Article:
Before Sydney was the city we know today, the area was home to several Aboriginal tribes for thousands of years. Unfortunately, the arrival of the British in 1770 would forever disrupt their peaceful existence. The Aboriginal story is one that many indigenous people faced under the threat of colonization, each with their own unique circumstances but sad realities. Particularly in Australia, the path to reconciliation is arduous and ongoing, even today. We recommend watching the film Rabbit Fence by Phillip Noyce to get a sense of the difficult history that the country is still working to overcome.

Sydney was first established as a penal colony and this bred a lot of interesting characters. This demographic is best expressed in the Rocks, a historic area that was established after the colony’s founding in 1788 and quickly garnered the reputation as a slum.  Convicts fresh off the boat, sailors, prostitutes, the impoverished, and the infamous street gang, the Rocks Push, all lived in a kind of harmonious squalor inside the neighborhood.

Our tour guide told us about a convict who was hired to build a bank. As was to be expected, after finishing the construction and knowing exactly how it was built, he then proceeded to carry out its first bank robbery. There is another historical rumor about a convict who had a wife back in England, but picked up another one upon arriving in Sydney. He was a butcher by trade and when he heard his first wife had bought a passage to Sydney, he had to find a way to get rid of the second one. I will let you figure out the rest.

When the Bubonic plague broke out in the summer of 1900, the government used it as an excuse to inspect and demolish many of the buildings in this unfavorable part of town, but the start of World War I stopped these demolitions.

Nowadays, the Rocks is no longer a run-down slum and long-time residents have fought hard to maintain its integrity. Much has been done to preserve the historical importance of the neighborhood, but it has also become partially gentrified. It is at risk of further gentrification due to its prime location in the city center and its appeal to tourists. As tourists, we realize we form a part of this problem, but it was certainly the highlight of our visit to Sydney! We hope the city is able to preserve this authentic neighborhood so that everyone can benefit from its history and flavor.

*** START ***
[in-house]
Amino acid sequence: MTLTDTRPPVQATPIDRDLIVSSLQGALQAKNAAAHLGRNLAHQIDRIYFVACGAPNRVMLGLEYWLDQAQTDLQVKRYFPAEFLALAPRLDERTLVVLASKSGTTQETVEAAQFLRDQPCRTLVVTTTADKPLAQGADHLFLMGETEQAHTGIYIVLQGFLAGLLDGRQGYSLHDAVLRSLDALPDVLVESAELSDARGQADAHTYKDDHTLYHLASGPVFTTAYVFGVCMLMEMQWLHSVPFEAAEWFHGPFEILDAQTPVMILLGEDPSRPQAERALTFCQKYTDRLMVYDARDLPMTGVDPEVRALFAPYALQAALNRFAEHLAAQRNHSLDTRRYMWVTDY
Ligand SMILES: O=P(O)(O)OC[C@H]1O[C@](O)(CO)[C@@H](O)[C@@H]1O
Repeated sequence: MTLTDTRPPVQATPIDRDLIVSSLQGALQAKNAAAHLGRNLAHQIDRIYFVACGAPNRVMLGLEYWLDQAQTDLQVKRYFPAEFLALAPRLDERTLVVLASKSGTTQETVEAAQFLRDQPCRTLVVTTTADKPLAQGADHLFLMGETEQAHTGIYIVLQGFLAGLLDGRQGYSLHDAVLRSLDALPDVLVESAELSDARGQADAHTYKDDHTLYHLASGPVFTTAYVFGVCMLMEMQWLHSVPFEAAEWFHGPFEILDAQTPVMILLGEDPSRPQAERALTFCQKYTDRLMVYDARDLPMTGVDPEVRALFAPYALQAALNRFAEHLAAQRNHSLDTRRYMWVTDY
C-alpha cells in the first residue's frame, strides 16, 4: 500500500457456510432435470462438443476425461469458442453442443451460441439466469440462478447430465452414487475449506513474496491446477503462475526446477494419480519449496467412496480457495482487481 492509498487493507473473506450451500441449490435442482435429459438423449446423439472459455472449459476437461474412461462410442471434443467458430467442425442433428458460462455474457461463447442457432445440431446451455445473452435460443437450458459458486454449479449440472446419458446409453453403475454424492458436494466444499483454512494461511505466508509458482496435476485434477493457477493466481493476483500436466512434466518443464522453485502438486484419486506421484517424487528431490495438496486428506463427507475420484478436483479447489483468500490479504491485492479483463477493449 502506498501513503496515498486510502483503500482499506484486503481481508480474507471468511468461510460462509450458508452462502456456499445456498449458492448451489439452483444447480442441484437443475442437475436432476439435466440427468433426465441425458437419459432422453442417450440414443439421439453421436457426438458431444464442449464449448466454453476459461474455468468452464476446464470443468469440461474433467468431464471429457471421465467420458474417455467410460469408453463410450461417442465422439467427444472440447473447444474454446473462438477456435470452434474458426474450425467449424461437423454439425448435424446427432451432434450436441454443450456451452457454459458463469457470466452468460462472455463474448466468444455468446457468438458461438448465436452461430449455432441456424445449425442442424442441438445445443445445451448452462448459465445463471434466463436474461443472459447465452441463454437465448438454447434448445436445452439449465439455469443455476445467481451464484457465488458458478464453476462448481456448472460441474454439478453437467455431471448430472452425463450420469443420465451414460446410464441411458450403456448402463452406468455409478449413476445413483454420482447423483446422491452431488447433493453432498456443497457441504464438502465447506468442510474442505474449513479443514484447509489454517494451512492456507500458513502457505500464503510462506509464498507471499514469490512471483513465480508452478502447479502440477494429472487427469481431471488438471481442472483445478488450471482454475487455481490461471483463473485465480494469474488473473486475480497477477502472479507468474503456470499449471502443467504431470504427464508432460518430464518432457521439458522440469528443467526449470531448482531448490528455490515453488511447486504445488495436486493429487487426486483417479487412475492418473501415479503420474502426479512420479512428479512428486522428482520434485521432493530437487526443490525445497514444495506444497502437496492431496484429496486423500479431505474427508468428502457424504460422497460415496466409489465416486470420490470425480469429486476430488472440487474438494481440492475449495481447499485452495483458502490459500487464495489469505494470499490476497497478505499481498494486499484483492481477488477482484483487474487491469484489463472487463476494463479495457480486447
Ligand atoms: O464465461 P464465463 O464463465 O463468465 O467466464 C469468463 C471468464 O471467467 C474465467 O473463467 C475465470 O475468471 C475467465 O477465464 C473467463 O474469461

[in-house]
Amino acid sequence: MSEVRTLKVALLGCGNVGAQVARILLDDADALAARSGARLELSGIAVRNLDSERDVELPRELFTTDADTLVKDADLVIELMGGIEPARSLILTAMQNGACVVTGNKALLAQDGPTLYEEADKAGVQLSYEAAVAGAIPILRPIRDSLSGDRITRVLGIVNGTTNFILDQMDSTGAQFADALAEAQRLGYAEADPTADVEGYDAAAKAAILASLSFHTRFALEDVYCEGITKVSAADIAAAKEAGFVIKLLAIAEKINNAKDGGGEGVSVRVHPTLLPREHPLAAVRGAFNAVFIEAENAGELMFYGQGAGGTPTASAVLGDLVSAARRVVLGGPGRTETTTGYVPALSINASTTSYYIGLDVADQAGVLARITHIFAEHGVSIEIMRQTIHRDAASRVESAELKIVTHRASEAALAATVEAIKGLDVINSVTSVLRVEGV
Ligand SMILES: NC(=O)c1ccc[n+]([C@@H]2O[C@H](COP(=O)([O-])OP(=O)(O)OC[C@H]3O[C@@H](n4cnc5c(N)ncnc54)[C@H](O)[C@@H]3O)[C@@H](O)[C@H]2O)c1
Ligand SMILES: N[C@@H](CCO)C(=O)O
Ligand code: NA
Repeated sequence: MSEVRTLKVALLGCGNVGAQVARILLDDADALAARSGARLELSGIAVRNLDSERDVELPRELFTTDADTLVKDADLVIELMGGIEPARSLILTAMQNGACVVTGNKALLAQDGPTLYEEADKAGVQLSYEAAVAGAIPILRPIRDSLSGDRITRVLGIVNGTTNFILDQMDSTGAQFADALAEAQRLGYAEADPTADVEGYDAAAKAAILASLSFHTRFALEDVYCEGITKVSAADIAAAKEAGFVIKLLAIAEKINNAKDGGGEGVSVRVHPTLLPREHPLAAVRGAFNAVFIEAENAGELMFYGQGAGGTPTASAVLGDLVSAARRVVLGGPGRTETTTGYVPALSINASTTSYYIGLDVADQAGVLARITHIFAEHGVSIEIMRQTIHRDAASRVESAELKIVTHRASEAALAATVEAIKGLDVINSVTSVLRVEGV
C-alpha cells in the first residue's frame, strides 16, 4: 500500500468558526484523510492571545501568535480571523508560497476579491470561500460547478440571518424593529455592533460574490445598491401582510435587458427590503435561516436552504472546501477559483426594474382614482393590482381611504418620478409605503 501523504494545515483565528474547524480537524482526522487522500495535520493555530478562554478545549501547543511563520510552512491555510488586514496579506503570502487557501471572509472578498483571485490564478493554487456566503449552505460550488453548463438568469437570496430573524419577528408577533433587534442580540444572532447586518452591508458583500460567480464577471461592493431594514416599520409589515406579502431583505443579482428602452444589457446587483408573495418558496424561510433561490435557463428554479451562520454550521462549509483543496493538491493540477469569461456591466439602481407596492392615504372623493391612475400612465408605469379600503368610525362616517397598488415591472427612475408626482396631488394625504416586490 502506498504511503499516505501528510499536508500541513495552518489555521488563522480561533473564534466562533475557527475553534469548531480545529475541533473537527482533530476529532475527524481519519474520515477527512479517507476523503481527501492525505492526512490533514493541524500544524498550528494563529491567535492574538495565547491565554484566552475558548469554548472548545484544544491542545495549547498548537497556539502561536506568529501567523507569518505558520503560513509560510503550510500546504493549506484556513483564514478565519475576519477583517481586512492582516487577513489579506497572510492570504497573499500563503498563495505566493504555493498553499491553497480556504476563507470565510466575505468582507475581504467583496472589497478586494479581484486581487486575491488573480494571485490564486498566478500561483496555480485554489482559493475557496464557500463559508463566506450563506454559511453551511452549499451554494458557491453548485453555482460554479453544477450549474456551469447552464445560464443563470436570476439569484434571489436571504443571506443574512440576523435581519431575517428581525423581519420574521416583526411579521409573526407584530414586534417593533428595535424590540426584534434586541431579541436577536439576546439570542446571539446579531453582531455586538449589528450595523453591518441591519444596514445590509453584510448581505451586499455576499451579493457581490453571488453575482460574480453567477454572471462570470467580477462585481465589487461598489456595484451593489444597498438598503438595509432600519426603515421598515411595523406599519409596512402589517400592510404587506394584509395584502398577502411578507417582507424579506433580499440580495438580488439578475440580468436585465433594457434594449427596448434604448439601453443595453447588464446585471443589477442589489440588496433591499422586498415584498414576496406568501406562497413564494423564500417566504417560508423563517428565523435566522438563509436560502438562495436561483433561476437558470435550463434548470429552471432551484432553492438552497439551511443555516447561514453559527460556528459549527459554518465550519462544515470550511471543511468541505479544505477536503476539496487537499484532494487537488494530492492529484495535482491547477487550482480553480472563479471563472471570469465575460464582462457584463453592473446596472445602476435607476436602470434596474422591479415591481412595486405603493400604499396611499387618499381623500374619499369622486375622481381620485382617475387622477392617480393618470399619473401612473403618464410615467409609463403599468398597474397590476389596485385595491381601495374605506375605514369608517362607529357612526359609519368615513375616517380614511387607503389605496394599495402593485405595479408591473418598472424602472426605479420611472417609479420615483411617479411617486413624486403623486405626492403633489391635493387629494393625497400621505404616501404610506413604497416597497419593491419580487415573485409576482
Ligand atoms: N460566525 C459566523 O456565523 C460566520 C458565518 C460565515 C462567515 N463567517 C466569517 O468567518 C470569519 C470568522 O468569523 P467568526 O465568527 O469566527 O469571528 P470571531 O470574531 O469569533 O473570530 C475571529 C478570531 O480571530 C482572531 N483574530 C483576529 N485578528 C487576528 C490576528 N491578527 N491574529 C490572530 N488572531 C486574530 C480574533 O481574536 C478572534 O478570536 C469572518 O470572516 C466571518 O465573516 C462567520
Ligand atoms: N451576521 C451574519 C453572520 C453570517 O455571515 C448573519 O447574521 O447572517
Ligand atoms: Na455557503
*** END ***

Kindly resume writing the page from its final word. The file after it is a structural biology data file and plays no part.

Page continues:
After five days in Sydney, we rented a car and headed for the Blue Mountains National Park, an hour and a half west of the city. Here, we had our first taste of awe that so many other travelers had expressed when they spoke of Australia’s natural landscapes. They possess a wildness and a vastness akin to the American West, but are full of unfamiliar animals and their own unique histories.

We hiked the National Pass, an impressive trail that was first cut into the cliffs with picks, shovels, and dynamite in 1906. In 2008, the pass won a major heritage conservation award from UNESCO for their restoration of the aging trail. It takes about 3 hours, with plenty of stops along the way to enjoy the view. It is not too strenuous, but there are some steep stair sections that require extra effort. The National Park gives it a Grade 4 and categorizes it has having a “very steep” gradient.

It was nice to disappear. You walk down into this never-ending forest, a canyon of life, and suddenly the most significant thing about you becomes your insignificance. You are muted by the cries of the cockatoo, you are dwarfed by thunderous waterfalls, and you are humbled by a world that every man once knew how to navigate, but you – modern age fool – must rely on signs and stepping stones.

Australia is like that. If you’re not looking, it will swallow you whole.

Next, we visit Royal National Park. It is another great national park, located only fifty minutes south of Sydney. It offers spectacular beaches, rebellious coastlines, serene hikes, and a sense of relief that these places exist, and so close to the city.